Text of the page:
Qvevri Wine Vessels
Qvevri Wine Vessels
For millennia, qvevri wine vessels have been the key component for wine making in the country of Georgia.
The earliest known qvevri were found in the southern Marneuli Municipality and date to the 6th millennium BC, while qvevri jars from the 2nd millennium BC were found in the cave towns of Uplistikhe and Vardzia. Alaverdi Monastery in Kakheti Region is also home to qvevri as old as the 6th-7th centuries AD.
Georgians often refer to their qvevri jars as a womb for wine. Recognizing the significance of this ancient winemaking method, in 2013 UNESCO inscribed it on the List of the Intangible Cultural Heritage of Humanity.
The qvevri is a lemon-shaped earthenware vessel used in Georgia for the production and storage of wine. It is suitable for every stage of winemaking, from fermentation to aging and storing. Once qvevri are buried underground in wine cellars called marani, they are not moved again until the wine is ready for consumption.
The size of qvevri wine vessels ranges from 50 to 5,000 liters, yet the most popular and convenient sizes are those between 1,000-1,500 liters. The quality of clay is crucial for long-lasting qvevri: Ideally, the clay should be rich in minerals which will contribute to the aromatic development of the wine. The limestone in the clay is also extremely important, as it helps to protect the wine from bacteria.
Advantages of Qvevri Vessels
Qvevri jars are able to preserve wine at a stable temperature throughout the year. In the hot summer months, they maintain a temperature cool enough for the wine to last without preservatives. In winter, the soil around the qvevri protects it with the lingering autumn warmth, allowing the wine to continue maturing without threat of a significant temperature drop.
Qvevri vessels are also a very practical choice for winemakers, for they are less expensive than stainless steel tanks, and when buried in the earth they require neither a high-ceiling wine cellar nor a cooling system.
How to Make Qvevri
As qvevri makers will tell you, qvevri are fashioned slowly and with much patience. Many men enter the practice in childhood, learning the tricks of the trade from their fathers and grandfathers. Skills and knowledge are passed down for generations and regarded as sacred family secrets. Historically, qvevri have been primarily produced in western Georgia, Upper Imereti and Kakheti in eastern Georgia.
Zaza Qbilashvili, a qvevri maker from Vardisubani village in Kakheti, explains in detail: “It takes about 3 months to make one qvevri. Just a few centimeters of clay can be added each day; any more than that and the qvevri may collapse under the pressure of the new clay. Once the vessel is built, it needs 3-4 weeks to dry before it can be fired. A qvevri which can hold a volume of 1-1.5 tons requires 7-8 adults to slowly transfer it into the kiln, which can accommodate up to 8 qvevri at once. We build a brick wall to enclose the kiln and retain the heat. The qvevri firing lasts one week at approximately 500 degrees Celsius (950 degrees Fahrenheit). Afterwards, we dismantle the wall and move the fired qvevri out of the kiln.”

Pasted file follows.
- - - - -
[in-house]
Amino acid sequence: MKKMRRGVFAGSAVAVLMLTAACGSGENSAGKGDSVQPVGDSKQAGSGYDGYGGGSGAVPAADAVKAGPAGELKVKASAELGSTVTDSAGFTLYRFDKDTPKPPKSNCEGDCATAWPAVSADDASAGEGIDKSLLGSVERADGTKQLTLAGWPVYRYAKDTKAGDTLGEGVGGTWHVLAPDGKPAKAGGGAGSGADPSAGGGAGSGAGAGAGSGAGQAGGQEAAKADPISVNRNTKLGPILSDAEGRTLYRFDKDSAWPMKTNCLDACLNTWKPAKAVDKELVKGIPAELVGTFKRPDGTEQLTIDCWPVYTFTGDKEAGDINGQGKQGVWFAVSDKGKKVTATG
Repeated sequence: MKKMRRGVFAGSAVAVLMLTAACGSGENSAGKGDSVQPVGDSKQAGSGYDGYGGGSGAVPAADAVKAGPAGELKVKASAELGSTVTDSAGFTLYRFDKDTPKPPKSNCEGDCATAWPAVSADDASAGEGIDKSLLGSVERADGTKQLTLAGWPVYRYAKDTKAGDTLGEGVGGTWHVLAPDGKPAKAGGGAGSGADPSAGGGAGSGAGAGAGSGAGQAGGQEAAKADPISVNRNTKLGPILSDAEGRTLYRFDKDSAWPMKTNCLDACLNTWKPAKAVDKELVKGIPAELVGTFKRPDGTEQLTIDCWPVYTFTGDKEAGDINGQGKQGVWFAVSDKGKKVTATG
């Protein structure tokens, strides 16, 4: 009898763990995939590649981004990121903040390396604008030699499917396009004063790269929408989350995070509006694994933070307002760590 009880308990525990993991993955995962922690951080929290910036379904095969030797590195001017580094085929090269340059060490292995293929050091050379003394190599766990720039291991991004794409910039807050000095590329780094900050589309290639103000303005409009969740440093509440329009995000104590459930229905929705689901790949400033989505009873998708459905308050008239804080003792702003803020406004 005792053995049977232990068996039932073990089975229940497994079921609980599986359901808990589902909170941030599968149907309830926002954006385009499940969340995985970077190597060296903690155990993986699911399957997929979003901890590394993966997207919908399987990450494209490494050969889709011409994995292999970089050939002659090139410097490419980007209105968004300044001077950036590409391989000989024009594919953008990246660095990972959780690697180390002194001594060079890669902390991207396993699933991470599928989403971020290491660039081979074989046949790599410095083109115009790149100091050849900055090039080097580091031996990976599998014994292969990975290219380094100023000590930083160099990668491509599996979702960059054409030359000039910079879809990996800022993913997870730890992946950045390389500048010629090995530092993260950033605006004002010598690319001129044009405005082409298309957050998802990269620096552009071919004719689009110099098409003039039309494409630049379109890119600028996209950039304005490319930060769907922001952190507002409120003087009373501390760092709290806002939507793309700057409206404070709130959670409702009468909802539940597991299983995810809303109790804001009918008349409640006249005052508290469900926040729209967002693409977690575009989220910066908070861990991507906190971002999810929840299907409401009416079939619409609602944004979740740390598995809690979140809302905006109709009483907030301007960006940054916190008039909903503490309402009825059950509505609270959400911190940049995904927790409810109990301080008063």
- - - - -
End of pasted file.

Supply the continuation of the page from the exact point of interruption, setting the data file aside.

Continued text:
Sometimes, qvevri will be coated on the outside with cement, which provides protection against microcracks and the minor yet frequent earthquakes that occur in Georgia. Unlike stainless steel vessels, the porous walls of qvevri allow the jar to interact with the earth around it. Other winemakers prefer to coat their qvevri on the inside with hot bee wax. The wax causes greater isolation between the vessel and the earth yet allows for micro-oxygenation so that the qvevri can breathe. As a result, the wine stored in these vessels matures much faster than when stored in conventional qvevri. Waxed qvevri wine vessels are also easier to clean.
Cleaning qvevri is a tedious task. An adult male usually climbs inside the vessel to clean it with sartskhi, a brush with layers of cherry tree bark specially designed to scrub the walls of qvevri. Georgians claim that if the qvevri is cleaned properly, you will be able to drink the last drops of water from the bottom of the vessel. Burning sulphur is also often poured inside the qvevri as an antiseptic .
The 21st century has seen a revival of the ancient Georgian method for winemaking using qvevri jars, with many new family wineries in Georgia choosing qvevri as their main tool for producing fine wine. Qvevri vessels from Georgia are now even exported to Spain, Italy, France, Slovakia and the USA. To order a vessel from the most popular qvevri makers in Georgia, orders must be placed a full year in advance.
The production of these jars is no easy task, yet one taste of qvevri wine which has been produced and stored in the vessels will convince visitors to Georgia that it is well worth the effort!